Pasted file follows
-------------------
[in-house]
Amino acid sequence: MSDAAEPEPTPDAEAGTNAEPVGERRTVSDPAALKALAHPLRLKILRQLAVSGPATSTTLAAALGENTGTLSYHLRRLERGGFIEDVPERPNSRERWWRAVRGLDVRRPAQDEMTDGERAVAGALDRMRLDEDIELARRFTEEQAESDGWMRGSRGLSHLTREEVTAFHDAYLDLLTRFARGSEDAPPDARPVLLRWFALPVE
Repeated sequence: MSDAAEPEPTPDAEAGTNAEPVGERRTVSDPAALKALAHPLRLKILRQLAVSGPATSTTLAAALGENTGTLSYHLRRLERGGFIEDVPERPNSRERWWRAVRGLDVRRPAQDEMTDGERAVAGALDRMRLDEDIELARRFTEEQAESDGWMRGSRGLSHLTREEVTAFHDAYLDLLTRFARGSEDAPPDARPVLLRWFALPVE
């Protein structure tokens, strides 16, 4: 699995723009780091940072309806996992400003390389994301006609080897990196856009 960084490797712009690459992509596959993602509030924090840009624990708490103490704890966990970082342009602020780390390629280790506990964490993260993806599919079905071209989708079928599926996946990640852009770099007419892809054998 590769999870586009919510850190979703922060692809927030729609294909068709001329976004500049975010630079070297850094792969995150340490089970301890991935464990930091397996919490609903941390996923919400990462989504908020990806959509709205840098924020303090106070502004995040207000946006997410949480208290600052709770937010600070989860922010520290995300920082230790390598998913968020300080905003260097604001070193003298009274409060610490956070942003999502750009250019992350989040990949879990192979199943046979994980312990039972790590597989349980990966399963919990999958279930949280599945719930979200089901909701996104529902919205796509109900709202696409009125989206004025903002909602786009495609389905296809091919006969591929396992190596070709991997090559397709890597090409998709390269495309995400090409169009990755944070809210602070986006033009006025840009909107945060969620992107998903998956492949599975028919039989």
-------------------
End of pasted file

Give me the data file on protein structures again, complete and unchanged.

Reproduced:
[in-house]
Amino acid sequence: MSDAAEPEPTPDAEAGTNAEPVGERRTVSDPAALKALAHPLRLKILRQLAVSGPATSTTLAAALGENTGTLSYHLRRLERGGFIEDVPERPNSRERWWRAVRGLDVRRPAQDEMTDGERAVAGALDRMRLDEDIELARRFTEEQAESDGWMRGSRGLSHLTREEVTAFHDAYLDLLTRFARGSEDAPPDARPVLLRWFALPVE
Repeated sequence: MSDAAEPEPTPDAEAGTNAEPVGERRTVSDPAALKALAHPLRLKILRQLAVSGPATSTTLAAALGENTGTLSYHLRRLERGGFIEDVPERPNSRERWWRAVRGLDVRRPAQDEMTDGERAVAGALDRMRLDEDIELARRFTEEQAESDGWMRGSRGLSHLTREEVTAFHDAYLDLLTRFARGSEDAPPDARPVLLRWFALPVE
């Protein structure tokens, strides 16, 4: 699995723009780091940072309806996992400003390389994301006609080897990196856009 960084490797712009690459992509596959993602509030924090840009624990708490103490704890966990970082342009602020780390390629280790506990964490993260993806599919079905071209989708079928599926996946990640852009770099007419892809054998 590769999870586009919510850190979703922060692809927030729609294909068709001329976004500049975010630079070297850094792969995150340490089970301890991935464990930091397996919490609903941390996923919400990462989504908020990806959509709205840098924020303090106070502004995040207000946006997410949480208290600052709770937010600070989860922010520290995300920082230790390598998913968020300080905003260097604001070193003298009274409060610490956070942003999502750009250019992350989040990949879990192979199943046979994980312990039972790590597989349980990966399963919990999958279930949280599945719930979200089901909701996104529902919205796509109900709202696409009125989206004025903002909602786009495609389905296809091919006969591929396992190596070709991997090559397709890597090409998709390269495309995400090409169009990755944070809210602070986006033009006025840009909107945060969620992107998903998956492949599975028919039989």